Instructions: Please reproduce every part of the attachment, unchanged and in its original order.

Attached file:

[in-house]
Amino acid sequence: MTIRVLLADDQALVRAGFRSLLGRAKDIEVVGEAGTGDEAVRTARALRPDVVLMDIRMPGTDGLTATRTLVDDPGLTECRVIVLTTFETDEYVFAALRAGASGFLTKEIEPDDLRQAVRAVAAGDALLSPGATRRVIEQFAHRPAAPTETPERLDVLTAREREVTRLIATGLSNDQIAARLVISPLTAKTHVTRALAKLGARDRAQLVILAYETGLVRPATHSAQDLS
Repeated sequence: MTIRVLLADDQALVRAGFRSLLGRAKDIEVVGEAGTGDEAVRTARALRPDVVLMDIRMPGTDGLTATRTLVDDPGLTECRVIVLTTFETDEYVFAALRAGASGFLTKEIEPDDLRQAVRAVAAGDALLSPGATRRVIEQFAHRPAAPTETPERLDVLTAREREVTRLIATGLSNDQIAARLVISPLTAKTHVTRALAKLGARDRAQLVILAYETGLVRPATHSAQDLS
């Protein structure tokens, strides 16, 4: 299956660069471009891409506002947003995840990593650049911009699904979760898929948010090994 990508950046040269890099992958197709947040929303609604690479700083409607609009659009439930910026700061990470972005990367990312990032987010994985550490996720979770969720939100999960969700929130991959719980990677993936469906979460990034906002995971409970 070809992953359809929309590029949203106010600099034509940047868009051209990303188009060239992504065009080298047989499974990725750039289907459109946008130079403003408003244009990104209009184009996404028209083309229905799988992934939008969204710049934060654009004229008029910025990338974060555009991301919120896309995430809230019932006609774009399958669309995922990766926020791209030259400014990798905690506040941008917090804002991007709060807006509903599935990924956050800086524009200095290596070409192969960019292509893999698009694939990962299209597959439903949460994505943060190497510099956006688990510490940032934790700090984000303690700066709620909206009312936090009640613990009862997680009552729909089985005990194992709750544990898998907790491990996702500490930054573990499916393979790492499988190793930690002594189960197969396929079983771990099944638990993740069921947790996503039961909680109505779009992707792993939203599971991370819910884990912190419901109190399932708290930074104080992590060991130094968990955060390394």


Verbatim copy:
[in-house]
Amino acid sequence: MTIRVLLADDQALVRAGFRSLLGRAKDIEVVGEAGTGDEAVRTARALRPDVVLMDIRMPGTDGLTATRTLVDDPGLTECRVIVLTTFETDEYVFAALRAGASGFLTKEIEPDDLRQAVRAVAAGDALLSPGATRRVIEQFAHRPAAPTETPERLDVLTAREREVTRLIATGLSNDQIAARLVISPLTAKTHVTRALAKLGARDRAQLVILAYETGLVRPATHSAQDLS
Repeated sequence: MTIRVLLADDQALVRAGFRSLLGRAKDIEVVGEAGTGDEAVRTARALRPDVVLMDIRMPGTDGLTATRTLVDDPGLTECRVIVLTTFETDEYVFAALRAGASGFLTKEIEPDDLRQAVRAVAAGDALLSPGATRRVIEQFAHRPAAPTETPERLDVLTAREREVTRLIATGLSNDQIAARLVISPLTAKTHVTRALAKLGARDRAQLVILAYETGLVRPATHSAQDLS
């Protein structure tokens, strides 16, 4: 299956660069471009891409506002947003995840990593650049911009699904979760898929948010090994 990508950046040269890099992958197709947040929303609604690479700083409607609009659009439930910026700061990470972005990367990312990032987010994985550490996720979770969720939100999960969700929130991959719980990677993936469906979460990034906002995971409970 070809992953359809929309590029949203106010600099034509940047868009051209990303188009060239992504065009080298047989499974990725750039289907459109946008130079403003408003244009990104209009184009996404028209083309229905799988992934939008969204710049934060654009004229008029910025990338974060555009991301919120896309995430809230019932006609774009399958669309995922990766926020791209030259400014990798905690506040941008917090804002991007709060807006509903599935990924956050800086524009200095290596070409192969960019292509893999698009694939990962299209597959439903949460994505943060190497510099956006688990510490940032934790700090984000303690700066709620909206009312936090009640613990009862997680009552729909089985005990194992709750544990898998907790491990996702500490930054573990499916393979790492499988190793930690002594189960197969396929079983771990099944638990993740069921947790996503039961909680109505779009992707792993939203599971991370819910884990912190419901109190399932708290930074104080992590060991130094968990955060390394």